How Physical Therapy May Help Reduce Opioid Use

How Physical Therapy May Help Reduce Opioid Use

By Kelly Burch 12/19/18

Researchers combed through insurance claims of chronic pain patients to determine if physical therapy could help reduce their pain enough to cut back on their pain meds.

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chronic pain patient in physical therapy to reduce opioid use

Getting physical therapy early on may help pain patients reduce their long-term opioid use by about 10%, according to research published this week in the journal JAMA Network Open

“By serving as an alternative or adjunct to short-term opioid use for patients with musculoskeletal pain, early physical therapy may play a role in reducing the risk of long-term opioid use,” the study authors wrote. “Early physical therapy appears to be associated with subsequent reductions in longer-term opioid use and lower-intensity opioid use for all of the musculoskeletal pain regions examined.”

To conduct the study, researchers reviewed the insurance claims of 88,985 patients with shoulder, neck, knee or low back pain. They found that using physical therapy, as recommended by best practices, is associated with reduced opioid use. Since long-term opioid use can lead to dependence and addiction, physical therapy could potentially help reduce those conditions. 

“Using early physical therapy, consistent with recent clinical guidelines, could play an important role in reducing the risk of transitioning to chronic long-term opioid use for patients with shoulder, neck, knee, and low back pain,” researchers wrote.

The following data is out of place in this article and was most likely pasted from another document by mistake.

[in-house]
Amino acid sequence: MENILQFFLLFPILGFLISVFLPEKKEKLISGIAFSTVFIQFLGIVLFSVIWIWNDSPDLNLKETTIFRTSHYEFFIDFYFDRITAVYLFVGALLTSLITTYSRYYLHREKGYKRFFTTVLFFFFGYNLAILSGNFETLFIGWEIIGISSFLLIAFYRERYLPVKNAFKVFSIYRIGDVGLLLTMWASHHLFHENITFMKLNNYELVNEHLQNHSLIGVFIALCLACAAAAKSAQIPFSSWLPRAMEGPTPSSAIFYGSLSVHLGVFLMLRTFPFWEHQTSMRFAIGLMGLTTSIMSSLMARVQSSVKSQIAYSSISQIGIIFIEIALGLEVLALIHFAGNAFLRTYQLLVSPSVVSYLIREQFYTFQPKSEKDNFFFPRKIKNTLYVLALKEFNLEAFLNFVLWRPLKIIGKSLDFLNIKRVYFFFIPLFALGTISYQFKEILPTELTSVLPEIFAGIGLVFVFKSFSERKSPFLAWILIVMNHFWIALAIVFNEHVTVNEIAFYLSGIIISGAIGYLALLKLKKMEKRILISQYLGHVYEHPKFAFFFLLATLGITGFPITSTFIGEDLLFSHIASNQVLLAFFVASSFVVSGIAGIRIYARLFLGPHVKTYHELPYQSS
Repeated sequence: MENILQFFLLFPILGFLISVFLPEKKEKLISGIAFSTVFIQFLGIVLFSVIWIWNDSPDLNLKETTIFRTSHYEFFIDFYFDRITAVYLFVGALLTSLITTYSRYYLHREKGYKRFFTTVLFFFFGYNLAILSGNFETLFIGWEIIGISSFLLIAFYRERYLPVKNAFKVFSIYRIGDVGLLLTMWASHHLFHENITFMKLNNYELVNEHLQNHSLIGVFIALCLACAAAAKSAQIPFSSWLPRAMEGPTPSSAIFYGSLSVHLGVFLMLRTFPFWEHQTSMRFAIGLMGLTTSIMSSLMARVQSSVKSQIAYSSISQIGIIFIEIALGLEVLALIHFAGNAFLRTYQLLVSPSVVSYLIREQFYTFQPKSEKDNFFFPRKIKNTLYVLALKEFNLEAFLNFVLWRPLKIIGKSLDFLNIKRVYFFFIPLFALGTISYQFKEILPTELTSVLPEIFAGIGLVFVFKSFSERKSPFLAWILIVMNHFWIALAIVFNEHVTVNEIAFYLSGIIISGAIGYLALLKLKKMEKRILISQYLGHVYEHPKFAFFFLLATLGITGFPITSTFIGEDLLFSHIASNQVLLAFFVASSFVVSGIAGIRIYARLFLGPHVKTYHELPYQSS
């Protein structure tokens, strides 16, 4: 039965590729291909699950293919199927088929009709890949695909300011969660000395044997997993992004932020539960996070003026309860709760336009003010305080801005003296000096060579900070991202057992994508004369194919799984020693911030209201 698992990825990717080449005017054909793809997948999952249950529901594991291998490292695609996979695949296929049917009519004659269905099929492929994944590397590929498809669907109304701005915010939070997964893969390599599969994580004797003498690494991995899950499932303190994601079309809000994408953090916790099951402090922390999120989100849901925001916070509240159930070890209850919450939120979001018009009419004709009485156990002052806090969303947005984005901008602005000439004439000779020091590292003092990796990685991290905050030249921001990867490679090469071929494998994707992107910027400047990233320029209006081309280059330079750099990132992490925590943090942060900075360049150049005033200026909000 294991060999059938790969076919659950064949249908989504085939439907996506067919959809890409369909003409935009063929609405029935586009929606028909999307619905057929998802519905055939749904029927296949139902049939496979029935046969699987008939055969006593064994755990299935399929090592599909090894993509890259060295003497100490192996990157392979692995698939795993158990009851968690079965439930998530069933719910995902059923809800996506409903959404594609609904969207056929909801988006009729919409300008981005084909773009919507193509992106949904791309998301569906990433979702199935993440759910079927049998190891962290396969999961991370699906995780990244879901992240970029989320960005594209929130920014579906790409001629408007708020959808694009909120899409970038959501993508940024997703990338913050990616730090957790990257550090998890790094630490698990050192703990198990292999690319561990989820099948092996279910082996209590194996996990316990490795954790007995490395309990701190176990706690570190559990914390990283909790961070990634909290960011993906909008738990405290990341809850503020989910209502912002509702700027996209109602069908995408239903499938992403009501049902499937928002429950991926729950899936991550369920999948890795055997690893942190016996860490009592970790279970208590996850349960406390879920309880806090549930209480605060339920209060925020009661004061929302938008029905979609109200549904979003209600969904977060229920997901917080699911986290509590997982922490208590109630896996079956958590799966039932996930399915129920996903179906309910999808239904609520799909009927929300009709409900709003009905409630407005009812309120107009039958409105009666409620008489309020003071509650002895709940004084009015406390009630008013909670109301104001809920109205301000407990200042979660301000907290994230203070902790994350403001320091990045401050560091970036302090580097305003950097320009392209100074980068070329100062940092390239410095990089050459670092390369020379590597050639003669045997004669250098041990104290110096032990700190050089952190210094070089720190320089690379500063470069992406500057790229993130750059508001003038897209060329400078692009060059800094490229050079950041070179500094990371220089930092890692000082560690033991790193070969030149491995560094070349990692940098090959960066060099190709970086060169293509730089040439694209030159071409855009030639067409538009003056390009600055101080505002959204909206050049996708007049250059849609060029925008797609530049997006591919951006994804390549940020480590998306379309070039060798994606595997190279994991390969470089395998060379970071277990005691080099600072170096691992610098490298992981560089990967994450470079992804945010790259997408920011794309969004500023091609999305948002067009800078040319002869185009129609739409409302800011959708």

The director of the division of integrative pain management at Mount Sinai Hospital in New York City, Dr. Houman Danesh, said this study shows how important physical therapy can be in long-term pain relief. 

"You can take an opioid for a month, but if you don't get at the underlying issue [for the pain], you'll go back to where you started,” Danesh, who wasn’t involved with the study, told WebMD. Getting physical therapy can help patients address the underlying cause of their pain. 

However, he pointed out that it’s critical to have access to high-quality physical therapists.

"Physical therapy is highly variable," he said. "Not all physical therapists are equal -- just like not all doctors are.”

Dr. Eric Sun, who teaches anesthesiology, perioperative and pain medicine at Stanford University and who led the study, said patients should consider trying physical therapy instead of relying solely on opioid pain relief. 

"For people dealing with these types of musculoskeletal pain, it may really be worth considering physical therapy — and suggesting that your health care provider give you a referral,” he said. 

Sun pointed out that the study merely established a link between physical therapy and lower opioid use; it did not prove that physical therapy causes people to use fewer opioids. 

"Since physical therapy is more work than simply taking an opioid, patients who are willing to try physical therapy may be patients who are more motivated in general to reduce opioid use,” he said. 

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Kelly Burch writes about addiction and mental health issues, particularly as they affect families. Follow her on TwitterFacebook, and LinkedIn.

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